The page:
Sign courses rise in popularity

Ariel Desantiago/The Collegian TR students Kayela Denison and Asher Kunz practice sign language in class.
Ariel Desantiago/The Collegian TR students Kayela Denison and Asher Kunz practice sign language in class.


After the movie “CODA” won an Oscar this year, TCC has noticed that interest to become an American Sign Language interpreter has risen.

CODA is a term used in the Deaf community, which means “Child of Deaf Adults,” and the movie displays the everyday life of how important an interpreter is for a deaf family.

“I think there will be more people wanting to join the interpreting program, and I’m all for it,” TR professor of ASL Cheryl Sohns said. 

She said this is just the beginning of the effects of the movie on the Deaf community.

“Sign language isn’t like other languages,” she said. “It takes a lot of different skills that are learned over several years starting with ASL 1 and working up to ASL 4. Once students join the program, they fall in love with the language and want to learn more about the culture.”

Staff in the ASL program have already been informed of class sizes potentially increasing in the fall, Sohns said.

TR professor of ASL Randal King stressed the importance of interpreters in the Deaf community and how they make a bigger difference than most people think.

“After seeing the movie, more people will know what it’s like for the Deaf community to be short on interpreters, and it will encourage them to join the program,” King said. “There are a lot of important places that require an interpreter. For example, in the hospital for a deaf individual, if there isn’t an interpreter, then it would create a real challenge.”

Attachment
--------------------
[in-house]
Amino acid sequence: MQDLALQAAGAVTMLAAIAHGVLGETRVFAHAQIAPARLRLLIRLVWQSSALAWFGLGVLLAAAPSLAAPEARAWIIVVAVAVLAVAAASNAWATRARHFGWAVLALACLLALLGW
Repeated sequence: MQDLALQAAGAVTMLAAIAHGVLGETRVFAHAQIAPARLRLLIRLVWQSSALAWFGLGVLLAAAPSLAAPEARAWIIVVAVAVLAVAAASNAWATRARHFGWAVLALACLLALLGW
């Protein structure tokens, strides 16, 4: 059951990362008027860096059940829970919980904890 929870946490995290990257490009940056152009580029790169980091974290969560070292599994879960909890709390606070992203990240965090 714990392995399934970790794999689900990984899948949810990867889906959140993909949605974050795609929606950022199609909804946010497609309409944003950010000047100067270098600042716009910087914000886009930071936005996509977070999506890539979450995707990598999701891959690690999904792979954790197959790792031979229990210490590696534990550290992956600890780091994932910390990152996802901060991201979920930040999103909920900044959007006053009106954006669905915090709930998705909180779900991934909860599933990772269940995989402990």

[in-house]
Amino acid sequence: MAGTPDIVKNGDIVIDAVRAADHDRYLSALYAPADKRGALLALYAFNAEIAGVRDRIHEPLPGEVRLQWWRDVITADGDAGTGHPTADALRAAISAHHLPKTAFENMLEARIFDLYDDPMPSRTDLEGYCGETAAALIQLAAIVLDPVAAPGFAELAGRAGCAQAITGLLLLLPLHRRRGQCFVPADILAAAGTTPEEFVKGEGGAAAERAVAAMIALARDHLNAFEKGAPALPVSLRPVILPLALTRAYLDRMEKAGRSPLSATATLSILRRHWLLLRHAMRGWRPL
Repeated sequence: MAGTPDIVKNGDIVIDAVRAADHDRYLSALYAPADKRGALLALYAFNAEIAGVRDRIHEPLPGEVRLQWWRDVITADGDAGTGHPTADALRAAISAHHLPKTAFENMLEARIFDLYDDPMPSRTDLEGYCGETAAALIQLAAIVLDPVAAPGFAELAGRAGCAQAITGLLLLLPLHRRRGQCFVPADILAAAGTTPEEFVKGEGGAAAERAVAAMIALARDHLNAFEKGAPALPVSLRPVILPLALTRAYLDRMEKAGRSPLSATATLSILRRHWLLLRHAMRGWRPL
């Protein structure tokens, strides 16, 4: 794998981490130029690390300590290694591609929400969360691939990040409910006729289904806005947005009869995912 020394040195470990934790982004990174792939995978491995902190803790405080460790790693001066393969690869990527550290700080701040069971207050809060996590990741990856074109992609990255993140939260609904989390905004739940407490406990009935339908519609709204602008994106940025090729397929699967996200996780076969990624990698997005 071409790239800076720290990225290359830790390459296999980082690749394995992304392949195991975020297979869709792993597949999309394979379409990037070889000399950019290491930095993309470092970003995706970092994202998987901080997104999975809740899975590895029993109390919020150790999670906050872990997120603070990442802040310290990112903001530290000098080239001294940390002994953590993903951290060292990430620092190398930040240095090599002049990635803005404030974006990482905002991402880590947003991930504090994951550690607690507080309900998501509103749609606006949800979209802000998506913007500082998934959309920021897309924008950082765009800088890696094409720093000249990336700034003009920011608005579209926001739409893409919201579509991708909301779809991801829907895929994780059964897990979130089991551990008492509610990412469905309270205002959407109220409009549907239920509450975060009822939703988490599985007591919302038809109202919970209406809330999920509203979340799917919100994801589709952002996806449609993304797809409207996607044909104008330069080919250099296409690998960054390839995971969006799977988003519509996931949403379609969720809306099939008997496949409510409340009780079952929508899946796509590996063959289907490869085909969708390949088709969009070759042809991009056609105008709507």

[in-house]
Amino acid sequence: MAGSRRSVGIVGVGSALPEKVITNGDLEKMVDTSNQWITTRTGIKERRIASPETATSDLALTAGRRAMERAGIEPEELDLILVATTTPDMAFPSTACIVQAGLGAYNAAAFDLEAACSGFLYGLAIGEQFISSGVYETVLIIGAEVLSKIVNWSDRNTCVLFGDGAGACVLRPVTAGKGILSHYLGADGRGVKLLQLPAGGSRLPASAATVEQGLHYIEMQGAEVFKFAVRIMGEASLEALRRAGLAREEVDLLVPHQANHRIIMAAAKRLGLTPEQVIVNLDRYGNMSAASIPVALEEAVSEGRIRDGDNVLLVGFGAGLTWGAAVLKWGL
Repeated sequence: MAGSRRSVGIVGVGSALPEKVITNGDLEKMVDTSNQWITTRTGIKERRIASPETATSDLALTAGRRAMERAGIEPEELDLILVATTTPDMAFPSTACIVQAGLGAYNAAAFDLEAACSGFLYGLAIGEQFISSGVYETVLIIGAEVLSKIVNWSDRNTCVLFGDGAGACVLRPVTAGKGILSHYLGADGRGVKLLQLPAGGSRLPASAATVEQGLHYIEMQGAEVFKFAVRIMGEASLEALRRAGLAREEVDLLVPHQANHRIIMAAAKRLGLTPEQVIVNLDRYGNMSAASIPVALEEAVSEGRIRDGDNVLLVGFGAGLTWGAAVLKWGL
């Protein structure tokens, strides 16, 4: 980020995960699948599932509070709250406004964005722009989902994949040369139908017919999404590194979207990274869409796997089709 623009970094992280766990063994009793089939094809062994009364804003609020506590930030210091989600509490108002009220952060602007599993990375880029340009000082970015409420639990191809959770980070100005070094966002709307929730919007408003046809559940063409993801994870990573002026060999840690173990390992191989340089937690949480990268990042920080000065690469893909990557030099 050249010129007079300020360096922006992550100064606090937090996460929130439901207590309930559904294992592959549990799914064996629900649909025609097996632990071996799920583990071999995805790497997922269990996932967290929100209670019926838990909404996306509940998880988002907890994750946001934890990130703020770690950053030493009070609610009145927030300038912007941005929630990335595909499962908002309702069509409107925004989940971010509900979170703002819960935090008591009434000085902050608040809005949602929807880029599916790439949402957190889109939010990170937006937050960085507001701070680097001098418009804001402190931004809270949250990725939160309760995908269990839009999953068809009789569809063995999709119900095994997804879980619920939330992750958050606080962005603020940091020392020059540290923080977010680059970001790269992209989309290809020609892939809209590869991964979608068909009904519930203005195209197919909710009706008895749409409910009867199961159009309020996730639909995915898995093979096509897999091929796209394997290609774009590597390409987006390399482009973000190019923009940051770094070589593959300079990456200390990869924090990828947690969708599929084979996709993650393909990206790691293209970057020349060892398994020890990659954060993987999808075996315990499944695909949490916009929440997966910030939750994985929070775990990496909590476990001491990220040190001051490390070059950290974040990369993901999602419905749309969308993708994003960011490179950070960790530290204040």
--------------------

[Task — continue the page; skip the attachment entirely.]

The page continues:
However, the communication between interpreters and Deaf people can be challenging sometimes due to differently learned signs.

Both ASL professors share the sentiment that most of the students who have gone through the program at TCC find success.

TR interpreter/practicum coordinator Maureen Denner said going through the program at TCC was great for her, and she hopes many will go through it just like she did.

Denner said the lack of interpreters has caused there to only be one interpreter for every 500 deaf individuals, and that one person can’t interpret for all of them at the same time.

“Interpreting doesn’t even feel like a job,” Denner said. “To me, I see it as fun. Yes, it takes a few years to learn the skills, but once that’s out of the way, the fun begins.”